Denmo Ibrahim Explores an Immigrant Family’s Alienation
by Patricia L. Morin
Marin Theatre Company and Storykrapht have created an avant-garde story form in both real time and on film, with an abundance of ingenious tech innovations. “Brilliant Mind” reminds us that who and what we become comes from family, culture, and nation. Playwright Deno Ibrahim encourages us to share our complex lives and hidden feelings with our family before we die.
We are greeted by Samir (inspired Kal Naga), a father who has died and appears live, talking directly to us. This brilliant but disordered father is reaching out to his estranged children, even as they are preparing his funeral. He wonders how they will respond, since he abandoned them twenty years ago. Samir may be unhinged—as he texts us feelings, photos, and opinions meant for his children.
The whole family has a foot in two worlds, the culture they grew-up in and America. The live and filmed sections show the immigrant mind precariously suspended between two conflicting cultures. The tech messages emphasize that split.
Samir believes that “Arab culture and American culture currently don’t want to understand each other.” His chatty texts distract us from the intensity of his feelings, revealing a deeply rooted division that drove him away.
On film, his children, Dina (fiery Ibrahim) and Yusef (subtle Ramiz Monsef), are embroiled in a brother/sister rivalry that reflects feuds between countries and religions. Like feuds, the characters become stuck, repeatedly attacking each other, preventing growth and development.
Thoroughly adopting U.S. culture, Dina, a New York lawyer, is married to a woman; while her brother Yusef stays in California, raising two children. Dina rarely visits Yusef, asserting an immigrant woman’s independence and empowerment. But her alienation and grievances make her harsh and unyielding—really the subject of the piece.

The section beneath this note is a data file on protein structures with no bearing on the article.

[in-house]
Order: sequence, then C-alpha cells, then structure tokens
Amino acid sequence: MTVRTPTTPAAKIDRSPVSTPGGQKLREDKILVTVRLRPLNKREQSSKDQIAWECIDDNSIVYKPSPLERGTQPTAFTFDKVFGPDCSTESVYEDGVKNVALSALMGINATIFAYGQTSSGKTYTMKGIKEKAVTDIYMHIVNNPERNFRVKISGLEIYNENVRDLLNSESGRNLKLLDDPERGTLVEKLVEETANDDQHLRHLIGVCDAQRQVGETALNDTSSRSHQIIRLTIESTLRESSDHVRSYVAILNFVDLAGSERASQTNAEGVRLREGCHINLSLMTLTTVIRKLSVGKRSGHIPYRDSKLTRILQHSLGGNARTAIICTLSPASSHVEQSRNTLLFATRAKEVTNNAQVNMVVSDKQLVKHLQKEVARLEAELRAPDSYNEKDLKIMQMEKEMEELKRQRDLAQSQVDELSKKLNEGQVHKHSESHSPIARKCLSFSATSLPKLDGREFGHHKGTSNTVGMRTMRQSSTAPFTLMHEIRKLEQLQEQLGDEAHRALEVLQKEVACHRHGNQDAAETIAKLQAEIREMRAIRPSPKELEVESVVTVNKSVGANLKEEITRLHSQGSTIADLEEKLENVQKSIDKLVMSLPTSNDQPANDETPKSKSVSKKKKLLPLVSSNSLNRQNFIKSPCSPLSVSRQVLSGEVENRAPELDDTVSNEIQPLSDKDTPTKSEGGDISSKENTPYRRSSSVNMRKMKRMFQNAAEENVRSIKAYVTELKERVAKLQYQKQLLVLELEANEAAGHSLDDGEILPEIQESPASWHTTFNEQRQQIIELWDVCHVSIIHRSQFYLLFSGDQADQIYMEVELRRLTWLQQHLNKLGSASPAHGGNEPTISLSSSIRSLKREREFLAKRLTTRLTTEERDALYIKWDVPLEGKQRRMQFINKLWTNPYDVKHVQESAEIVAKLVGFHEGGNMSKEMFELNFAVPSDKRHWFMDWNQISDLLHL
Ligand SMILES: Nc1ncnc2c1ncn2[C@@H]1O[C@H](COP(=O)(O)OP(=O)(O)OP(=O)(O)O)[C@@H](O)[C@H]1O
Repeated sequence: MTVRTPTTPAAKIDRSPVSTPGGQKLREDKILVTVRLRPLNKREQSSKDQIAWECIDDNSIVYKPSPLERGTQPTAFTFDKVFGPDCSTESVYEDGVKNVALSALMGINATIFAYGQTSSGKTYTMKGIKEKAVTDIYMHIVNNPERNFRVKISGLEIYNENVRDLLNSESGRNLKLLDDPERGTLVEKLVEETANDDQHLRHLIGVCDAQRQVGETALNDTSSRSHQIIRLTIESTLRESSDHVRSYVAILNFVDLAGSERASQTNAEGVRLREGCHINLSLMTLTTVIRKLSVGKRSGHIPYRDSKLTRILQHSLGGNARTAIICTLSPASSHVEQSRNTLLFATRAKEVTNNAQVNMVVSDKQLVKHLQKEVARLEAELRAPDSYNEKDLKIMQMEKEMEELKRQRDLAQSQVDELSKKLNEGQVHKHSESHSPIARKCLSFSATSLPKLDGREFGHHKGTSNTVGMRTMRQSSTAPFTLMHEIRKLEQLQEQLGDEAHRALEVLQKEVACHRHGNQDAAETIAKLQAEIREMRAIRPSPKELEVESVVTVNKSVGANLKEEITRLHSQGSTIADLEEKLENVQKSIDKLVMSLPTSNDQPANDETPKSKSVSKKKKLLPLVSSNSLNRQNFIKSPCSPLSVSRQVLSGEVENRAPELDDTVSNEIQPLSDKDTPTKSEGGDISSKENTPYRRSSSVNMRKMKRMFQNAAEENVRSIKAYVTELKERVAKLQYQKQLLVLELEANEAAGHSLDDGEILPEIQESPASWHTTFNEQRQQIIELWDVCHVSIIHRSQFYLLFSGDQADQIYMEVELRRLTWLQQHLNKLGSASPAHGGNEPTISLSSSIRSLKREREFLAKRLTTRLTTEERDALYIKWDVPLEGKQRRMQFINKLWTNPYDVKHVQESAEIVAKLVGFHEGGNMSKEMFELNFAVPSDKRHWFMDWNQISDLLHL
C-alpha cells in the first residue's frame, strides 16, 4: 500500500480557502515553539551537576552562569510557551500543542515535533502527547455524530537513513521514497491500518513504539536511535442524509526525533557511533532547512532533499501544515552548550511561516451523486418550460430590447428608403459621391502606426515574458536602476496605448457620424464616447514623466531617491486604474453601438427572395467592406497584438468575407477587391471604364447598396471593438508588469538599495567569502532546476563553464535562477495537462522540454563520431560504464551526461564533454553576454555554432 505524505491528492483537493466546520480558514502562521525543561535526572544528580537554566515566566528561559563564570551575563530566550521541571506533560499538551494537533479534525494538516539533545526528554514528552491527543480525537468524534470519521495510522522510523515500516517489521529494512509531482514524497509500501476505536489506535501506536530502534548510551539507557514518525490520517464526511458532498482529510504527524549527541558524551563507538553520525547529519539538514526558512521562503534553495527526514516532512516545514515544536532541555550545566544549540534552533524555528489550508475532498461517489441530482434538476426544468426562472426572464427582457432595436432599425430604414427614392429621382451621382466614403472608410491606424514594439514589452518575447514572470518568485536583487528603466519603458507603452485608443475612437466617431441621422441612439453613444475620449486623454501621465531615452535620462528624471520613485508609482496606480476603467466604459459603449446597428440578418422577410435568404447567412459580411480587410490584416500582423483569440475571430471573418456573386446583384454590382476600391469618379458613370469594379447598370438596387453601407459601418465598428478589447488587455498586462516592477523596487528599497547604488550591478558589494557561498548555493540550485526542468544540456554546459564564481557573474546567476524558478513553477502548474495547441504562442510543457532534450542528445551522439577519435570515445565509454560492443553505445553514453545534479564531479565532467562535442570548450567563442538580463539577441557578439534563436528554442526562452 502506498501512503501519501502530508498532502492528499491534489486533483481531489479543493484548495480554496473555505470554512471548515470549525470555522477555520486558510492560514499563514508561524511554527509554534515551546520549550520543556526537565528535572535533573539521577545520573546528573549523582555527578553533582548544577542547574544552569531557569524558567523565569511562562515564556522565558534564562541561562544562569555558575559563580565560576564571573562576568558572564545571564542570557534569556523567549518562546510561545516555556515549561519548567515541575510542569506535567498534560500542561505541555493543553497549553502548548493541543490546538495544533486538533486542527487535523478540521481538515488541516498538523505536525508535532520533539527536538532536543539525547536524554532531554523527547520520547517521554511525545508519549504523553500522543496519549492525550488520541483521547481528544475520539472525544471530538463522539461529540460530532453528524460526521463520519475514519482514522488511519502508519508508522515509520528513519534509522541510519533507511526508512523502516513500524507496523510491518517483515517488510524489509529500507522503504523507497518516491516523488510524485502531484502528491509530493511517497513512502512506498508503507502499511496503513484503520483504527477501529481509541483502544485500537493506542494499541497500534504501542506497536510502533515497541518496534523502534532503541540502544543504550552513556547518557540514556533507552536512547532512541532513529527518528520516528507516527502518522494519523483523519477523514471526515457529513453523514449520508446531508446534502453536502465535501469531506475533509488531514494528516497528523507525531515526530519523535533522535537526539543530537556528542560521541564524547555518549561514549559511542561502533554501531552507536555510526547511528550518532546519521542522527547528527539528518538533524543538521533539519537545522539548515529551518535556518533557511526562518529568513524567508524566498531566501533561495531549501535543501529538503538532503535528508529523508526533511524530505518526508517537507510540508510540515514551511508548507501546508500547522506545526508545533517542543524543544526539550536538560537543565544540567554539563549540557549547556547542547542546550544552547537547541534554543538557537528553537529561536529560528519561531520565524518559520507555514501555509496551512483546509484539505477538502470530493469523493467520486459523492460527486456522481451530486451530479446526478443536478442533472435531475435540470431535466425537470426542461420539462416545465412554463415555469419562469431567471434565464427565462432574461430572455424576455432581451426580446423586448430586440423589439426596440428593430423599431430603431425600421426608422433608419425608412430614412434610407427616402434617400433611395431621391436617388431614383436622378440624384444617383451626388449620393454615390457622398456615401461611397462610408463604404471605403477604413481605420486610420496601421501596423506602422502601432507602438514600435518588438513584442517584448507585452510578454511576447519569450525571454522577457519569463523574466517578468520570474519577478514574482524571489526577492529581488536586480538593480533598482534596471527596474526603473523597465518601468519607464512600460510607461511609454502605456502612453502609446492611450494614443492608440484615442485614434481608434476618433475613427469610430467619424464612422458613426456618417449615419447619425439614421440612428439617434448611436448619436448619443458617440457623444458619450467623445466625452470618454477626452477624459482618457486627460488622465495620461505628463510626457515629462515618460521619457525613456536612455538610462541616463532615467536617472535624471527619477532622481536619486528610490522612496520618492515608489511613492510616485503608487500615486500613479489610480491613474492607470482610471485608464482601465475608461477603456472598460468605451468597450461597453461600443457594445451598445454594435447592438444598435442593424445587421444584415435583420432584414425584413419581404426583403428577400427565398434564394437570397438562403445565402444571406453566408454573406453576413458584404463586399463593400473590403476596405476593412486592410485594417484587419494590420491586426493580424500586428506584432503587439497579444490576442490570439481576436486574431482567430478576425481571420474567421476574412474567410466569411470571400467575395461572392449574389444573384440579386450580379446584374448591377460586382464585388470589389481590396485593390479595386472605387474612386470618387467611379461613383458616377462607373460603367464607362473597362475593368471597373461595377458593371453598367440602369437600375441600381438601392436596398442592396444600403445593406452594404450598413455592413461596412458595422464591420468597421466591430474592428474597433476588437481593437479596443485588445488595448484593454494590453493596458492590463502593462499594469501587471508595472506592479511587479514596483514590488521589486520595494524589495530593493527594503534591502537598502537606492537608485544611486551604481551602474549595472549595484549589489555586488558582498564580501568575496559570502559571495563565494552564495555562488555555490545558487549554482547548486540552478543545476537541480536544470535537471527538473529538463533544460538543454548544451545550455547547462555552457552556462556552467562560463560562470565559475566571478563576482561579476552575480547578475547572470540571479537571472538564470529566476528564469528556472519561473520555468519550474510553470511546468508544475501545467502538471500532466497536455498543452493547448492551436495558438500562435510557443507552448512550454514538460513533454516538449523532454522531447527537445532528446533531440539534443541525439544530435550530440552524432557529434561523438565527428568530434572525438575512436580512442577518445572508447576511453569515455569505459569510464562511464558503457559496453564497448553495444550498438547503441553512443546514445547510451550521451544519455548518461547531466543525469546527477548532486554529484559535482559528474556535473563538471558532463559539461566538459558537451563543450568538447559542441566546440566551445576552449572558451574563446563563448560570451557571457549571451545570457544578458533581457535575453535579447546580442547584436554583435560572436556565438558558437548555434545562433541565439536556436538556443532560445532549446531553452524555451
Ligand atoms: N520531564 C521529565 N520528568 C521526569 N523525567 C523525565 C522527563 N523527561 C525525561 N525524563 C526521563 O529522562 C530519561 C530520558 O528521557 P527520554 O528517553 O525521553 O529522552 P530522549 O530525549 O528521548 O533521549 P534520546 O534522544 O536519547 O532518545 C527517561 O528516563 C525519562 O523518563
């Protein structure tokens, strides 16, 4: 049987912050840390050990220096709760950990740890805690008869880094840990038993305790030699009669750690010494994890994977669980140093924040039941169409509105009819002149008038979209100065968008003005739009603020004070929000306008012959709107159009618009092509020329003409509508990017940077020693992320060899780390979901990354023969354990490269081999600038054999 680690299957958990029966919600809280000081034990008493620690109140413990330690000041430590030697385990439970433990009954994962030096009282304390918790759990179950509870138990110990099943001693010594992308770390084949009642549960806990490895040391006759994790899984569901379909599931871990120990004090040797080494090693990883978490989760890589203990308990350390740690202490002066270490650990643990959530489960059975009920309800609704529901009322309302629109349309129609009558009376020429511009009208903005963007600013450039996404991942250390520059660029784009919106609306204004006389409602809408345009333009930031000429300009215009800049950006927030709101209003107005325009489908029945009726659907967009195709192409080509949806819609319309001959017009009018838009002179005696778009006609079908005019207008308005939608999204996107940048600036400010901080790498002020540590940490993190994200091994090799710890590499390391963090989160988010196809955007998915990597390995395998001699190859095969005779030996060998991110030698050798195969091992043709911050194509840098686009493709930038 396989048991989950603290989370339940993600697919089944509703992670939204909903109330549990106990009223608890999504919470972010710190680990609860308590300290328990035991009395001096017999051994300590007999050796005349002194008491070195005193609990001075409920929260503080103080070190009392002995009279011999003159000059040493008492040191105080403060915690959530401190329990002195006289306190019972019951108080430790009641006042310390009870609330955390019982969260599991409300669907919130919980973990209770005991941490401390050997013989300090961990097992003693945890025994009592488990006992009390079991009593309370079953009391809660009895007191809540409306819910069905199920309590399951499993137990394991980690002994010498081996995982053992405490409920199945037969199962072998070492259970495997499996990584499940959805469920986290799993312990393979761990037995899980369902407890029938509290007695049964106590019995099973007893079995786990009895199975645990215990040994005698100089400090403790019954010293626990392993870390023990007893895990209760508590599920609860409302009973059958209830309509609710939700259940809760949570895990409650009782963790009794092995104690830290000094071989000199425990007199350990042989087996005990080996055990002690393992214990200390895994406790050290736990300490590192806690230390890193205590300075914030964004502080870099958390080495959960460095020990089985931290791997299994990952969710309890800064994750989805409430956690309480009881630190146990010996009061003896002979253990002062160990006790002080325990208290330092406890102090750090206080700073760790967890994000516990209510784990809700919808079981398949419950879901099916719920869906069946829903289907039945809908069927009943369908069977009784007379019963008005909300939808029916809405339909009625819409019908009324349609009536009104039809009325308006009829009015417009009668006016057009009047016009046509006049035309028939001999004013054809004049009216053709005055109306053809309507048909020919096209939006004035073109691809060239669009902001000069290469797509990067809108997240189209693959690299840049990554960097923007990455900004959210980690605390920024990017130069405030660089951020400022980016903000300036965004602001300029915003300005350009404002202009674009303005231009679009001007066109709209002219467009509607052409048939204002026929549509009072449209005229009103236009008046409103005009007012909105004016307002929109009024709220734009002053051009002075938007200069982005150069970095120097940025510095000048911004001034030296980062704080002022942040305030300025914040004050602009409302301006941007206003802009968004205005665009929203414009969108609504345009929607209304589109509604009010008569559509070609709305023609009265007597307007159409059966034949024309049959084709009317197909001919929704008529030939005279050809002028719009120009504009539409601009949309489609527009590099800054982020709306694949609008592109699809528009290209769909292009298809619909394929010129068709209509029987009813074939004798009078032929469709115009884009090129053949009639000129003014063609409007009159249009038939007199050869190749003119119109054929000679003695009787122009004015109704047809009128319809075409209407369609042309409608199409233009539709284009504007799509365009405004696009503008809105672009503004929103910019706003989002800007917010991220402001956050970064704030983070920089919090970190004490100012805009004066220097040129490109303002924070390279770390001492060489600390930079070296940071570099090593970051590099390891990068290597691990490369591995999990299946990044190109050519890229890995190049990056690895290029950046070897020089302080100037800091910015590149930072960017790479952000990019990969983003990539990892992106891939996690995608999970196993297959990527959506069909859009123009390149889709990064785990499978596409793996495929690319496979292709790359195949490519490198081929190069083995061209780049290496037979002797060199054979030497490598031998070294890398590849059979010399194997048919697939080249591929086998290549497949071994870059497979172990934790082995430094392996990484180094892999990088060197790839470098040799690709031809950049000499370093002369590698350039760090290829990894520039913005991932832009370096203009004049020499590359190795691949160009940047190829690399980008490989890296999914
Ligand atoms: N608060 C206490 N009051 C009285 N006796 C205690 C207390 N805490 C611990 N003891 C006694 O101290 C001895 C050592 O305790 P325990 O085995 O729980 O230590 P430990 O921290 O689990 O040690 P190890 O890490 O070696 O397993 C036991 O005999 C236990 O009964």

When her mother Hala (Torange Yeghiazarian), appears in FaceTime, she suggests that Dina make humus; but Dina revolts, bitterly. Hala still accepts the Islamic restrictions on girls and women, infuriating Dina. While Yusef was free to smoke pot, trash a car, and gets 2/3 of the father’s will, Dina demands love and recognition. Yusef feels guilty about the traditions, and vainly argues against Dina’s reprimands.
Marti Grimminck’s tech innovations are ingenious. The texts, cartoon reveries, and lots of phone calls often interrupt the flow of the story, while attempting to make the experience interactive. Although we are a bit dizzy in the beginning, wondering where the play/film will lead, Director Kate Bergstrom keeps the complex tale focused on questions of culture and family.
The family also admits to regrets. When Dina and Yusef imagine making other choices, he reminds us all: “You can’t pick and choose. It’s all interconnected.” They are held in the cultural in-between, wishing their lives were different. Even their father’s brilliant mind could not forsee the future—his exit from the old world has led to unforeseen trouble in the new.
Ibrahim’s experiment shows how the uprooted father’s brilliant contradictions rise again in his children’s conflict, and his wife’s peacemaking.
We can agree with Samir when he says: “How do you find the beginning? Maybe it comes at the end. There are things I would have done differently. Looking back. But I didn’t always have the choice … you think you have time. But really, time has you.”
“Brilliant Mind” by Denmo Ibrahim, digital design by Marti Wigder Grimminck, directed by Kate Bergstrom, co-produced by Marin Theatre Company & Storykrapht. Streaming at: MarinTheatreCo. – to June 13, 2021.
Cast: Denmo Ibrahim, Kal Naga, Ramiz Monsef, and Torange Yeghiazarian.
Banner photo: Denmo Ibrahim & Ramiz Monsef. Photos: MTC/Storykrapht